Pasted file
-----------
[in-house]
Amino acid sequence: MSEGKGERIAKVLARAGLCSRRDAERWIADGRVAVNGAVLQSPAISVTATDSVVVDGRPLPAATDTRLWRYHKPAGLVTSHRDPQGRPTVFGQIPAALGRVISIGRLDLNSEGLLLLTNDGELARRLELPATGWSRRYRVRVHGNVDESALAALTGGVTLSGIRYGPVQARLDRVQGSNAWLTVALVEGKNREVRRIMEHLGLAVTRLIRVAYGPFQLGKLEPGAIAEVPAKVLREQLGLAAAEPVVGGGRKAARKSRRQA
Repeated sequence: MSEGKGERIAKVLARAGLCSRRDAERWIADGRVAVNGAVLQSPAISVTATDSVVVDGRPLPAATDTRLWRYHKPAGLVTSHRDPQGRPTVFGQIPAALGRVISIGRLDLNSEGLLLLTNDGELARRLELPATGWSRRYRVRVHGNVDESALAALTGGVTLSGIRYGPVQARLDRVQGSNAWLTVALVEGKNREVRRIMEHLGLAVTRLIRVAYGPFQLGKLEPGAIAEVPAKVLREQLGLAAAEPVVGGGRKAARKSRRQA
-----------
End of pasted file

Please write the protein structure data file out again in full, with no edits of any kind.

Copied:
[in-house]
Amino acid sequence: MSEGKGERIAKVLARAGLCSRRDAERWIADGRVAVNGAVLQSPAISVTATDSVVVDGRPLPAATDTRLWRYHKPAGLVTSHRDPQGRPTVFGQIPAALGRVISIGRLDLNSEGLLLLTNDGELARRLELPATGWSRRYRVRVHGNVDESALAALTGGVTLSGIRYGPVQARLDRVQGSNAWLTVALVEGKNREVRRIMEHLGLAVTRLIRVAYGPFQLGKLEPGAIAEVPAKVLREQLGLAAAEPVVGGGRKAARKSRRQA
Repeated sequence: MSEGKGERIAKVLARAGLCSRRDAERWIADGRVAVNGAVLQSPAISVTATDSVVVDGRPLPAATDTRLWRYHKPAGLVTSHRDPQGRPTVFGQIPAALGRVISIGRLDLNSEGLLLLTNDGELARRLELPATGWSRRYRVRVHGNVDESALAALTGGVTLSGIRYGPVQARLDRVQGSNAWLTVALVEGKNREVRRIMEHLGLAVTRLIRVAYGPFQLGKLEPGAIAEVPAKVLREQLGLAAAEPVVGGGRKAARKSRRQA